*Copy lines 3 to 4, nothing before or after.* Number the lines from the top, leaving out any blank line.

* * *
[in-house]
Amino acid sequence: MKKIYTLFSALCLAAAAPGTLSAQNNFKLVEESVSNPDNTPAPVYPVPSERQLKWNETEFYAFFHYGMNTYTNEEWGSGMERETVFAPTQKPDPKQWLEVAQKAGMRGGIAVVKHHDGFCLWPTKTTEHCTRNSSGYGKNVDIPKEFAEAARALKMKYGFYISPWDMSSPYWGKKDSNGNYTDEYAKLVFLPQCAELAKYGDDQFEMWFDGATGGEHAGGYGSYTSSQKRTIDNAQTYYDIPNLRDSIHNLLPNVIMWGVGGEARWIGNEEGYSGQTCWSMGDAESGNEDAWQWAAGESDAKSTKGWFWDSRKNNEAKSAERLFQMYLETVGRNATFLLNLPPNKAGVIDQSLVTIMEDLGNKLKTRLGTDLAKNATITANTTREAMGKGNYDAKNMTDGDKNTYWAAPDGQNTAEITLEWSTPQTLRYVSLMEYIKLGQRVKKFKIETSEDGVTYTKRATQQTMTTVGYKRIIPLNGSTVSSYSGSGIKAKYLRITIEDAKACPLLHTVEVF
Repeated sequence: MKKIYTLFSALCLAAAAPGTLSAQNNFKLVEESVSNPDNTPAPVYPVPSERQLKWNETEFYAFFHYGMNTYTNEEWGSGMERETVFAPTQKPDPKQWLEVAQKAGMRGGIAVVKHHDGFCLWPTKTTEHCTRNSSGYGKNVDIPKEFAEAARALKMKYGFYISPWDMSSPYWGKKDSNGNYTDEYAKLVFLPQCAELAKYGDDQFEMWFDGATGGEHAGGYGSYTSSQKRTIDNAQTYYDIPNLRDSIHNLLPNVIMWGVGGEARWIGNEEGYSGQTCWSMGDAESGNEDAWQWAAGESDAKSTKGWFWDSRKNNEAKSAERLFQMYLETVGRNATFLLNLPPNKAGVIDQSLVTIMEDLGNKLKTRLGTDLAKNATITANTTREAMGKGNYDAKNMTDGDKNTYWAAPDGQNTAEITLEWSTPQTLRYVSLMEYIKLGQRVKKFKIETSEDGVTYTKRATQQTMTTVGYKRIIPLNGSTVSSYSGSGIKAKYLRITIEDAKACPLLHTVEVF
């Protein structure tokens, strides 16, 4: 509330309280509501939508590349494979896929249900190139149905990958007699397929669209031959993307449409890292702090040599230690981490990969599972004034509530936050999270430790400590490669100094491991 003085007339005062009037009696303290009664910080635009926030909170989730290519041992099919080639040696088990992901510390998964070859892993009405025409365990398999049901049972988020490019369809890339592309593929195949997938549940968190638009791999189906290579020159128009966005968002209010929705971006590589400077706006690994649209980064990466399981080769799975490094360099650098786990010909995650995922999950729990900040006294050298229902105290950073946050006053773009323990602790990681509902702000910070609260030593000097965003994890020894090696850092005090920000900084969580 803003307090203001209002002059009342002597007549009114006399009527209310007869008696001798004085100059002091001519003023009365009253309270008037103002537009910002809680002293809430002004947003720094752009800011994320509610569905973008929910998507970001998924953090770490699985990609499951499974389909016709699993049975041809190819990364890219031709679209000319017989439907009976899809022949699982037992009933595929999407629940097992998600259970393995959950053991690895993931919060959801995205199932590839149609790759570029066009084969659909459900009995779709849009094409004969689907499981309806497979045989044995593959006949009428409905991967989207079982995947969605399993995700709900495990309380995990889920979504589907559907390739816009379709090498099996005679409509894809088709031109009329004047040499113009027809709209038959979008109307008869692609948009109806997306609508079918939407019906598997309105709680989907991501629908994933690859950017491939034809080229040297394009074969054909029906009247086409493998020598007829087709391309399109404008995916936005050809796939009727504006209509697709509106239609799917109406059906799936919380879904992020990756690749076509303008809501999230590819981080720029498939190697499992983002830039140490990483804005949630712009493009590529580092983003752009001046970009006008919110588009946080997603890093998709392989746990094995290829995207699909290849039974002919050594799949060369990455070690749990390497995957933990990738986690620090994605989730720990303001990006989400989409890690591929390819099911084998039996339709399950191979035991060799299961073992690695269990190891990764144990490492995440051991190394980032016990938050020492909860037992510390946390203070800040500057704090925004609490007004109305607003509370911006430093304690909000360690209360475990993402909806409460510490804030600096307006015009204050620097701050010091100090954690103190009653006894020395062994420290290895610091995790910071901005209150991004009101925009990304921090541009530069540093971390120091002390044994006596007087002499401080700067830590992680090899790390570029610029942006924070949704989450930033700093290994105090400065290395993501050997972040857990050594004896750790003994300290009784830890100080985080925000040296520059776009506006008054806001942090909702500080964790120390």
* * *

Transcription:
Repeated sequence: MKKIYTLFSALCLAAAAPGTLSAQNNFKLVEESVSNPDNTPAPVYPVPSERQLKWNETEFYAFFHYGMNTYTNEEWGSGMERETVFAPTQKPDPKQWLEVAQKAGMRGGIAVVKHHDGFCLWPTKTTEHCTRNSSGYGKNVDIPKEFAEAARALKMKYGFYISPWDMSSPYWGKKDSNGNYTDEYAKLVFLPQCAELAKYGDDQFEMWFDGATGGEHAGGYGSYTSSQKRTIDNAQTYYDIPNLRDSIHNLLPNVIMWGVGGEARWIGNEEGYSGQTCWSMGDAESGNEDAWQWAAGESDAKSTKGWFWDSRKNNEAKSAERLFQMYLETVGRNATFLLNLPPNKAGVIDQSLVTIMEDLGNKLKTRLGTDLAKNATITANTTREAMGKGNYDAKNMTDGDKNTYWAAPDGQNTAEITLEWSTPQTLRYVSLMEYIKLGQRVKKFKIETSEDGVTYTKRATQQTMTTVGYKRIIPLNGSTVSSYSGSGIKAKYLRITIEDAKACPLLHTVEVF
């Protein structure tokens, strides 16, 4: 509330309280509501939508590349494979896929249900190139149905990958007699397929669209031959993307449409890292702090040599230690981490990969599972004034509530936050999270430790400590490669100094491991 003085007339005062009037009696303290009664910080635009926030909170989730290519041992099919080639040696088990992901510390998964070859892993009405025409365990398999049901049972988020490019369809890339592309593929195949997938549940968190638009791999189906290579020159128009966005968002209010929705971006590589400077706006690994649209980064990466399981080769799975490094360099650098786990010909995650995922999950729990900040006294050298229902105290950073946050006053773009323990602790990681509902702000910070609260030593000097965003994890020894090696850092005090920000900084969580 803003307090203001209002002059009342002597007549009114006399009527209310007869008696001798004085100059002091001519003023009365009253309270008037103002537009910002809680002293809430002004947003720094752009800011994320509610569905973008929910998507970001998924953090770490699985990609499951499974389909016709699993049975041809190819990364890219031709679209000319017989439907009976899809022949699982037992009933595929999407629940097992998600259970393995959950053991690895993931919060959801995205199932590839149609790759570029066009084969659909459900009995779709849009094409004969689907499981309806497979045989044995593959006949009428409905991967989207079982995947969605399993995700709900495990309380995990889920979504589907559907390739816009379709090498099996005679409509894809088709031109009329004047040499113009027809709209038959979008109307008869692609948009109806997306609508079918939407019906598997309105709680989907991501629908994933690859950017491939034809080229040297394009074969054909029906009247086409493998020598007829087709391309399109404008995916936005050809796939009727504006209509697709509106239609799917109406059906799936919380879904992020990756690749076509303008809501999230590819981080720029498939190697499992983002830039140490990483804005949630712009493009590529580092983003752009001046970009006008919110588009946080997603890093998709392989746990094995290829995207699909290849039974002919050594799949060369990455070690749990390497995957933990990738986690620090994605989730720990303001990006989400989409890690591929390819099911084998039996339709399950191979035991060799299961073992690695269990190891990764144990490492995440051991190394980032016990938050020492909860037992510390946390203070800040500057704090925004609490007004109305607003509370911006430093304690909000360690209360475990993402909806409460510490804030600096307006015009204050620097701050010091100090954690103190009653006894020395062994420290290895610091995790910071901005209150991004009101925009990304921090541009530069540093971390120091002390044994006596007087002499401080700067830590992680090899790390570029610029942006924070949704989450930033700093290994105090400065290395993501050997972040857990050594004896750790003994300290009784830890100080985080925000040296520059776009506006008054806001942090909702500080964790120390």